Resources

Newborn Screening Timeliness Simulator

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In partnership with NewSTEPs 360, Drs. Beth Tarini, Amy Cochran and Gabriel Zayas-Caban with the support of their research team (Anne Atkins and Brianne Miller) developed a Newborn Screening (NBS) Timeliness Simulator that allows NBS programs and hospitals to evaluate the time it takes dried blood spot specimens to reach the state public health laboratory from the time of birth. Programs can replicate the simulation used in the Newborn Screening and Delivery Processes in Michigan Birthing Hospitals: Strategies to Improve Timeliness (Cochran, Tarini, Kleyn, et al., 2018) or use their own state data (aggregate or hospital-level).   

 

Users can experiment by changing variables related to collection time, courier pick-up times, and laboratory hours to see how these changes affect timeliness! NBS programs can compare findings to determine where in the collection and delivery processes causes delays and identify strategies to make improvements for timely laboratory receipt. For more information on how to use the tool, please consult the tutorial provided at the top of the information page.  If you have any questions, please contact Sarah McKasson.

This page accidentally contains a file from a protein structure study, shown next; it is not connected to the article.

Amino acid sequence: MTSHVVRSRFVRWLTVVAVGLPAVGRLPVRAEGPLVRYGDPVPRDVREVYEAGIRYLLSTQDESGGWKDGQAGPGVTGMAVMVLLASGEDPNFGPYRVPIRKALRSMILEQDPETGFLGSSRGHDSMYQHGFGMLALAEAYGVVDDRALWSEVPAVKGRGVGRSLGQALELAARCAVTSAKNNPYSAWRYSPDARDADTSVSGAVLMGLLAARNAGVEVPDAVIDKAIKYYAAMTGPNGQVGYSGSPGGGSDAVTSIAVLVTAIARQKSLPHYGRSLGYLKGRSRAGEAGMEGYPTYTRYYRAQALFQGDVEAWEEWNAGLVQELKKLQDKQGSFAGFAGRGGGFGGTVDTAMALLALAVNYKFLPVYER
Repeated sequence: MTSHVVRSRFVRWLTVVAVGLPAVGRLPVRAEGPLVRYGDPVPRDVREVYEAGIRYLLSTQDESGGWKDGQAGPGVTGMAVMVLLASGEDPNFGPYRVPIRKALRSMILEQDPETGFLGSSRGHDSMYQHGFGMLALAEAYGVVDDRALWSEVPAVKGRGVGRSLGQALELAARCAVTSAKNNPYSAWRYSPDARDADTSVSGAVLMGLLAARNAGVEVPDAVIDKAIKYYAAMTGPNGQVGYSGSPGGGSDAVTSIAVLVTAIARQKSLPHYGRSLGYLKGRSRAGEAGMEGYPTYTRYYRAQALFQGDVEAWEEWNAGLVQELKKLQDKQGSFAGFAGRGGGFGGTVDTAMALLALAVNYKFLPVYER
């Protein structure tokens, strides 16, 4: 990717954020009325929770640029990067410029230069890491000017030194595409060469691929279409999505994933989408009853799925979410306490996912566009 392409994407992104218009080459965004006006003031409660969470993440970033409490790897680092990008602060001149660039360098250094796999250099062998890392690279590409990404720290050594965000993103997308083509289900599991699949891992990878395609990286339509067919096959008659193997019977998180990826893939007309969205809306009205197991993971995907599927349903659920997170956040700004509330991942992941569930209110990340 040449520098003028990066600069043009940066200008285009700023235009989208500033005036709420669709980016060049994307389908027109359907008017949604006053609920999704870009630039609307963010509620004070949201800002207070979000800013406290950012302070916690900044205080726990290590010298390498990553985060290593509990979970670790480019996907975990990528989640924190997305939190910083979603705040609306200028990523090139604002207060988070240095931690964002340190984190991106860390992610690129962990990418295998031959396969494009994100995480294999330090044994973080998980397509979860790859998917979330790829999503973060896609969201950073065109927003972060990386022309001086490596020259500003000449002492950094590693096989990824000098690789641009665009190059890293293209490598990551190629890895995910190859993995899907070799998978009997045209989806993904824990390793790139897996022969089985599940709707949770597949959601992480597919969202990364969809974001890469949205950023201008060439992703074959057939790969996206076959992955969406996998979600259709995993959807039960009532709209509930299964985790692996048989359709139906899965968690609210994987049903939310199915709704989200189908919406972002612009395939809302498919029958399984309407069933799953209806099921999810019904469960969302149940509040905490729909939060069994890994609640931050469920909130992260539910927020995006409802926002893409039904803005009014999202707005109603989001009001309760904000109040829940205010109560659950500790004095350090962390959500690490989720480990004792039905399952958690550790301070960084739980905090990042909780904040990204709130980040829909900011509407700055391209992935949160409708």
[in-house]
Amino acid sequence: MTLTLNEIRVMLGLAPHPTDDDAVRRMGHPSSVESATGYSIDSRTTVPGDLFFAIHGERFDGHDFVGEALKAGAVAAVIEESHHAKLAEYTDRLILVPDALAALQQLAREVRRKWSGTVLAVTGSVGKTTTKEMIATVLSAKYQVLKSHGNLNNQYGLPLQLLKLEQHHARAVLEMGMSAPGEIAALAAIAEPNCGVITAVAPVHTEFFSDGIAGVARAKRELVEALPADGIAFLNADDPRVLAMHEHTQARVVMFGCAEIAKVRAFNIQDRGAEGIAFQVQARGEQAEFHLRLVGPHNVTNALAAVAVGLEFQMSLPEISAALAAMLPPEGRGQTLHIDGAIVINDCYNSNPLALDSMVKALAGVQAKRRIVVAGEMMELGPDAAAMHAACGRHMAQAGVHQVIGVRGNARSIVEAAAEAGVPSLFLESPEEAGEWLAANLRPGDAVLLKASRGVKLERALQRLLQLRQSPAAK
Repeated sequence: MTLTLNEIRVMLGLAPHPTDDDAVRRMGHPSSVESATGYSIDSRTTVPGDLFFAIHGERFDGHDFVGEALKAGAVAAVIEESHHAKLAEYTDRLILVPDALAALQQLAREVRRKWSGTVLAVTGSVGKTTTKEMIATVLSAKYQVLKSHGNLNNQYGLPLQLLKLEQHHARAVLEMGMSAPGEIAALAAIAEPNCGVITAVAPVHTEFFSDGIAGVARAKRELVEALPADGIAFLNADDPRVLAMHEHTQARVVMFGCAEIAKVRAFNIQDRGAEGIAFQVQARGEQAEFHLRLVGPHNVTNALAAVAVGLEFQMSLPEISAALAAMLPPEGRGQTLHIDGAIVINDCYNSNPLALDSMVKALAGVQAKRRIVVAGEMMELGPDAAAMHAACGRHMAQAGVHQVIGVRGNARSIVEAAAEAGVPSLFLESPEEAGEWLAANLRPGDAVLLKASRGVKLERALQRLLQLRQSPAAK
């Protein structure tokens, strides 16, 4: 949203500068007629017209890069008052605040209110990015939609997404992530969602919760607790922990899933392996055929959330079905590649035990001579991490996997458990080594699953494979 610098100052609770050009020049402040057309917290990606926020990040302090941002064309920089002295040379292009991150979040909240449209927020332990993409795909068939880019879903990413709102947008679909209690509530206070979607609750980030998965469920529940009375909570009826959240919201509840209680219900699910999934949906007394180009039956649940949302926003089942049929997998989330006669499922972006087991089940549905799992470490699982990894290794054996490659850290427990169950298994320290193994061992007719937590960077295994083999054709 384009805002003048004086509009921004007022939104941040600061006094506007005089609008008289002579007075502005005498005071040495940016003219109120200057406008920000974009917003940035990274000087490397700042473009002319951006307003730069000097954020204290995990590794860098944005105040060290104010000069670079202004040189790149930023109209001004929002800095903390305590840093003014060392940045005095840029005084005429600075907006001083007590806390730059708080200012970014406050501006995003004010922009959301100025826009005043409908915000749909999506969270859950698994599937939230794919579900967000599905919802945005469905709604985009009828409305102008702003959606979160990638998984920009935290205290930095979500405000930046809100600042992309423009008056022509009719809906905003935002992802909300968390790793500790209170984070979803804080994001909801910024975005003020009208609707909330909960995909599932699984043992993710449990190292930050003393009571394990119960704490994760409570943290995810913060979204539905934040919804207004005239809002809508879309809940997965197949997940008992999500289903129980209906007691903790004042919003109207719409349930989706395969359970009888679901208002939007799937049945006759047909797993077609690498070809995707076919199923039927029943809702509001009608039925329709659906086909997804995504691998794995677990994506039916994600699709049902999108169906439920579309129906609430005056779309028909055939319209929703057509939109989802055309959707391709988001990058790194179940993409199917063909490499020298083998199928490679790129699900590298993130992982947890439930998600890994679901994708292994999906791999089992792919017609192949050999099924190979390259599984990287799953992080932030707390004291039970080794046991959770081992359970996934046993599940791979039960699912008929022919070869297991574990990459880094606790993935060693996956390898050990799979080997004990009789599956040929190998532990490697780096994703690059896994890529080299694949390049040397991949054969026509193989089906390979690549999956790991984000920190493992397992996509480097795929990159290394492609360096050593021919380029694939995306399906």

The Newborn Screening Timeliness Simulator was developed by researchers at the University of Iowa and the University of Wisconsin-Madison with support from the Center for Public Health Innovation (CPHI) as part of the NewSTEPs 360 grant. The resource is supported by the Health Resources and Services Administration (HRSA) of the U.S. Department of Health and Human Services (HHS) as part of an award totaling $5,400,000 with 0% financed with non-governmental sources. The contents are those of the authors and do not necessarily represent the official views of, nor an endorsement, by HRSA, HHS, or the U.S. Government. 

This resource is based on prior work funded by the Robert Wood Johnson Foundation through the National Coordinating Center for Public Health Services and Systems Research, ID 72453. The views expressed here do not necessarily reflect the views of the Foundation. 

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